So here I am sitting on my bed, leg elevated and blanketed in ice. What did I do? I have no idea. I have a vague memory of pain, but if I felt it when it first happened, or if I just noticed it sometime after the first tear… How would I know? I ignored it, thought it would goaway, and slowly realized I did something BAD to my knee. I put off finding out what BAD I did until the end of the summer when I finally faced the fact that it was not going to get any better. So I went to see a sports injury doctor (orthopedic doctor) even though I have not played a sport since 1982 when I played womens’ softball and they stuck me out in right field (and prayed no one would hit a ball to me). (It was a fine strategy: the other players brought our team to the championship and even let me celebrate with them, pretending I actually played, which I didn’t.)

The ortho doc sent me in for an MRI. I would not recommend an MRI for anyone who is a tad bit claustrophobic (like me), but fortunately they were only looking at a knee and I did not have to go inside the VERY NOISY machine. Oddly, they offered to let me listen to music while I was holding absolutely still for 20 minutes, but I turned down the headphones. I’m glad I did. As an HSP, I would have found listening to music and trying to filter out all the LOUD grinding and thumping noises of the MRI intolerable and would have come out of the machine a nervous wreck. Instead, I listened to the LOUD noises and felt the sensations in my leg as electro-magnetic impulses probed it and photographed it. The end result was a diagnosis I suspected and feared: torn meniscus in the left knee.

The meniscus is what we used to call the cartilage, specifically the cartilage between the leg bones, behind the knee cap. It does not repair itself. A torn one means surgery, nothing less.

I have had a heck of a time facing surgery. A year ago, I lost a very dear friend when she went in for a minor surgery and had a massive heart attack under general anesthesia. Her memory wreaked havoc with my emotions and sub-conscious. It did not help that every questionnaire I have had to fill out between the diagnosis and the actual surgery asked if  I have any family history that includes death under anesthesia. No, no family… And I was feeling … Old.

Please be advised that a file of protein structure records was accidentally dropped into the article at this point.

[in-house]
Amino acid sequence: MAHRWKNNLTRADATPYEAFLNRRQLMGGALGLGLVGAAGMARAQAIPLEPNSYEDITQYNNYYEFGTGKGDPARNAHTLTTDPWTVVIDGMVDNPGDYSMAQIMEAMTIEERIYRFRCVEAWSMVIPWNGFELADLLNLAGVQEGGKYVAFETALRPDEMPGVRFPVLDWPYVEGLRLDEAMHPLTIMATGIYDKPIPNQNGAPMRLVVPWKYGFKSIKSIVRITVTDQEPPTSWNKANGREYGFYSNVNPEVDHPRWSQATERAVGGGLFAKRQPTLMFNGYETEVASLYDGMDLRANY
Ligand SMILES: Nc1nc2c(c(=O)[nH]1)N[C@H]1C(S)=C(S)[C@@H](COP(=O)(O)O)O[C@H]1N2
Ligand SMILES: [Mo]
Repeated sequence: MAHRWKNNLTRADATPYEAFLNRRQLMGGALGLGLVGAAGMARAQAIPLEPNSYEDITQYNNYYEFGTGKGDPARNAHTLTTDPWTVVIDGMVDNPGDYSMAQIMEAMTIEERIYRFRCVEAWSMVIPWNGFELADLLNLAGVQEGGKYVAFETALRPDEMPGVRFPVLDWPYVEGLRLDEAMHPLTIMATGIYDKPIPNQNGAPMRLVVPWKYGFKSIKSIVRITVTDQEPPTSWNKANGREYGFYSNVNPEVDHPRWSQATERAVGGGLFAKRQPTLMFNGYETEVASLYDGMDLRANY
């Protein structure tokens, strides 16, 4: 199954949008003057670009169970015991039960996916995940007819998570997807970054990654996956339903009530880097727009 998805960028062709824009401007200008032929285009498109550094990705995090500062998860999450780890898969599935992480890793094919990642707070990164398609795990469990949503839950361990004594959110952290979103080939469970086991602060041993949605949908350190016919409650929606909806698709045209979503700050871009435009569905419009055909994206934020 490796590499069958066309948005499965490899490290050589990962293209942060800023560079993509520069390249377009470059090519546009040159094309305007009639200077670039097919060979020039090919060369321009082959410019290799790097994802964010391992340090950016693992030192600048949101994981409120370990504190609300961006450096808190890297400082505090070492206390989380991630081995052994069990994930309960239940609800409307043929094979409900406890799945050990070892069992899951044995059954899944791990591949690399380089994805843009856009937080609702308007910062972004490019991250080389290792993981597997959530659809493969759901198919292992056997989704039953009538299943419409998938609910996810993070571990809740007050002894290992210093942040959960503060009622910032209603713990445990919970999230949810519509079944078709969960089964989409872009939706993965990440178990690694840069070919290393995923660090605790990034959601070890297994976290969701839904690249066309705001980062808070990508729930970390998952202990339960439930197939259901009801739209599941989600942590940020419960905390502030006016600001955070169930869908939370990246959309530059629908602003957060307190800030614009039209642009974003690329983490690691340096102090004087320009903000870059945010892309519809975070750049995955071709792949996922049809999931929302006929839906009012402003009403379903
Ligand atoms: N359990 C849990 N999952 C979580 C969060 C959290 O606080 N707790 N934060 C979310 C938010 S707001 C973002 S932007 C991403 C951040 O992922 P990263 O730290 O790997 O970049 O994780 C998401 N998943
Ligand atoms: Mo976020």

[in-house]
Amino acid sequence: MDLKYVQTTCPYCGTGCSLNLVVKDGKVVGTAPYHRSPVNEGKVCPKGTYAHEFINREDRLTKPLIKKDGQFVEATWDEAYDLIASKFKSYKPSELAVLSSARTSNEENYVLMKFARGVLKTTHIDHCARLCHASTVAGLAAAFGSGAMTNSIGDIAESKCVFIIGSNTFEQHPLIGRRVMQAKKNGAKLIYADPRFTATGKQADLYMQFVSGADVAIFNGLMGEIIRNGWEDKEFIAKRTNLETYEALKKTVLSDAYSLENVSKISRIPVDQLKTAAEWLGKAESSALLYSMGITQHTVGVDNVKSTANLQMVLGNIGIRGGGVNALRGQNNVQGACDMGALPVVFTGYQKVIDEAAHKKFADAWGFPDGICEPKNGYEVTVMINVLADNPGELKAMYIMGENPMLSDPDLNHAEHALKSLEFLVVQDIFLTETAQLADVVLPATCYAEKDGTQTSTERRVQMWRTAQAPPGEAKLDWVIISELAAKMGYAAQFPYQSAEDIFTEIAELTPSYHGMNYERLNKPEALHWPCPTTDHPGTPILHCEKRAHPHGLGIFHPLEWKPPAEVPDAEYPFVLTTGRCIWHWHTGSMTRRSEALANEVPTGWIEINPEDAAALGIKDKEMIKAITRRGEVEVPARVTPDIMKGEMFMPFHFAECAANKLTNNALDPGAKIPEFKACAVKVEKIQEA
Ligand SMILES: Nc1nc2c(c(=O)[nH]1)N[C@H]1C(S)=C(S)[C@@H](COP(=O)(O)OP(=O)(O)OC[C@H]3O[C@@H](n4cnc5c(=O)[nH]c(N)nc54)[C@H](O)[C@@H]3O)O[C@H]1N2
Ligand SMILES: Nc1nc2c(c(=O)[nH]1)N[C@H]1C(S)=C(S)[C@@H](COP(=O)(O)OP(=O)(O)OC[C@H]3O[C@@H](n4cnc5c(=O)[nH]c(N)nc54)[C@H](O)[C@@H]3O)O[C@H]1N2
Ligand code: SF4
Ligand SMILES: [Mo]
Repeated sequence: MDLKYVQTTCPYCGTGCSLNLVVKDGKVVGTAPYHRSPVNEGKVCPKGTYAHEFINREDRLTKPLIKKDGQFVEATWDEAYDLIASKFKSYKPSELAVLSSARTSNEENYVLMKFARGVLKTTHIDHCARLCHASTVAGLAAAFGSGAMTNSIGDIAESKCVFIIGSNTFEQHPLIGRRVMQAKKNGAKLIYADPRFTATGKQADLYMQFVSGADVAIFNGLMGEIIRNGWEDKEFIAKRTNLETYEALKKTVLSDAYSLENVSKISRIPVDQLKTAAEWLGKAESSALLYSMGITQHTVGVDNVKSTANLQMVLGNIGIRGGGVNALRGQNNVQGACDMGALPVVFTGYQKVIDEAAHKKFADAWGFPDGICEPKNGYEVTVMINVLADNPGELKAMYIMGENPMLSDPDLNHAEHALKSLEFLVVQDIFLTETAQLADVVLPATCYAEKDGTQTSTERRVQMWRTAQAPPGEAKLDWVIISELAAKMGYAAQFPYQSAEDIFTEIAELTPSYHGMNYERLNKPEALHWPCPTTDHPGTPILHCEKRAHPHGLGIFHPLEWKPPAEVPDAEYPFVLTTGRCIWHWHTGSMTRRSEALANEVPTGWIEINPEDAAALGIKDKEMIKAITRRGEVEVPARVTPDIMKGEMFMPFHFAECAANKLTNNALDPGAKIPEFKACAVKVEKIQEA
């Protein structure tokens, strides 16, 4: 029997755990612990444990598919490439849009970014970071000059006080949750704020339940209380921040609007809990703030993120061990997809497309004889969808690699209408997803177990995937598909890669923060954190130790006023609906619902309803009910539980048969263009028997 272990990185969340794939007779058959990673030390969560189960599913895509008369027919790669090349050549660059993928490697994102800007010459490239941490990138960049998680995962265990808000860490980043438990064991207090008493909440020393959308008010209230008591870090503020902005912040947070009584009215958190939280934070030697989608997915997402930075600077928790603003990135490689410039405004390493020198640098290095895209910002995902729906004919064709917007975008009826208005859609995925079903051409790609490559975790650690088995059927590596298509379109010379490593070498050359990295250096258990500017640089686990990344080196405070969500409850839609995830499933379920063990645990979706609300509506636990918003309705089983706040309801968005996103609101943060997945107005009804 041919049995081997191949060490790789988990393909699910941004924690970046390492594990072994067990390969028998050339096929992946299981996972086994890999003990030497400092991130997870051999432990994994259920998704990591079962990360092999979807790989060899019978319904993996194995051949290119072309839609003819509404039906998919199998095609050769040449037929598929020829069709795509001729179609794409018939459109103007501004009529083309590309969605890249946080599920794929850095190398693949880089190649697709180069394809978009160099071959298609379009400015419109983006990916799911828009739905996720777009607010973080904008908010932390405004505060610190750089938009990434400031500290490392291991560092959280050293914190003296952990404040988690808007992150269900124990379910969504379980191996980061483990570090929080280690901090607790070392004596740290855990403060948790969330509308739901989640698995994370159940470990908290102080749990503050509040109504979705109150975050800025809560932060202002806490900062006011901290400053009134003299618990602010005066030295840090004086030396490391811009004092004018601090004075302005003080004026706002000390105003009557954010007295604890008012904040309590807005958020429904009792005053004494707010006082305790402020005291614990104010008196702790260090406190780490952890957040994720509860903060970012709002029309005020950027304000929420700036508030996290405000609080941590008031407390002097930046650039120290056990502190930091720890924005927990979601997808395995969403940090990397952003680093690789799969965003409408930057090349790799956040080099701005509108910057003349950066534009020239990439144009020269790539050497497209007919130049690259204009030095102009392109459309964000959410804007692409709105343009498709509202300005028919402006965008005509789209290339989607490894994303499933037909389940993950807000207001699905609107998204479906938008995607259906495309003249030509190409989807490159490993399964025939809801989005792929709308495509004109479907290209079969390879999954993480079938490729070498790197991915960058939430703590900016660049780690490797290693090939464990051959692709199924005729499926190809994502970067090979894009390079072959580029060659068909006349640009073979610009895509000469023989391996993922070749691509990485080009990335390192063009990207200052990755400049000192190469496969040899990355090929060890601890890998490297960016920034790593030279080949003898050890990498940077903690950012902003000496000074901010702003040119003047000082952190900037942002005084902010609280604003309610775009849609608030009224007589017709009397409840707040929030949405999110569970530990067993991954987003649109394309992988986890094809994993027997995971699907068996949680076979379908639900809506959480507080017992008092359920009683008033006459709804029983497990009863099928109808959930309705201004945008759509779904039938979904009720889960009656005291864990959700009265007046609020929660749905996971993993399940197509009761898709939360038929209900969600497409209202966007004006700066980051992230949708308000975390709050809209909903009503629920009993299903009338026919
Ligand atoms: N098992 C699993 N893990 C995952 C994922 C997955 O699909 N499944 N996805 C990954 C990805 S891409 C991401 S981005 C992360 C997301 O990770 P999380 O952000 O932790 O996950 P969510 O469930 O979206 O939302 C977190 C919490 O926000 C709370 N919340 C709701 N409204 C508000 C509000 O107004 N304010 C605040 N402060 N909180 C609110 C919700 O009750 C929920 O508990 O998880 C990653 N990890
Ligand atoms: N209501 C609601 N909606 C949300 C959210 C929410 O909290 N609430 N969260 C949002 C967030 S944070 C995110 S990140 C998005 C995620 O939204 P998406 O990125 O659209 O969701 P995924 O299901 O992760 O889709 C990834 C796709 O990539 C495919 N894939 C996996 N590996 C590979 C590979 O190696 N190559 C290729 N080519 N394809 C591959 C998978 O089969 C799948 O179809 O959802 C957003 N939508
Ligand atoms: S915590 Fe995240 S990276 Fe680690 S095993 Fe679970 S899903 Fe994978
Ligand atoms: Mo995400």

I decided not to blog about it until after the surgery because denial works for me. Now surgery is over by just a few hours and I feel pretty good. The local won’t wear off for several hours and I should have enough vicodin in my system that I won’t notice when it wears off. My husband is being a wonderful nurse and catering to my every need, even without me asking. My throat hurts from the breathing tube, but that’s pretty minor. The worst was – and always is, for me – waking up from the general anesthesia.

You get these horrid shivers. They won’t stop. It’s like having the chills, but you’re not cold, your body is just involuntarily shuddering off the drug they put you under with. When I woke up from the hysterectomy a few years back, I’d forgotten about the shivers and was unprepared for them. I was justified in forgetting: the only other surgery I’d had was a D&C in the early 1980’s, a memory I prefer to push to the back of my mind. And the surgery before that was in 1964 when they used ether and I woke up wanting to vomit. I did vomit. A lot. But I also got orange sherbet ice cream and my mom babied me.

My mom isn’t around to baby me and I have never felt nauseous coming out of anesthesia since (although they do warn you that you could experience nausea). No, I just get those uncontrollable shivers and I hate them. This time, I was prepared mentally, but I still hate them. And I thought to complain, so a nice shot of demerol helped. Ah, drugs.

So, the meniscus tear has been scraped and it wasn’t as bad as the doctor thought (mostly just a cyst that formed in there) and my husband of 28 years is pampering me and I wonder why I waited so long to fix this. Hopefully, I will keep enough vicodin in my system to keep wondering why I put it off.

And maybe I will blog more than once during my week off for recovery.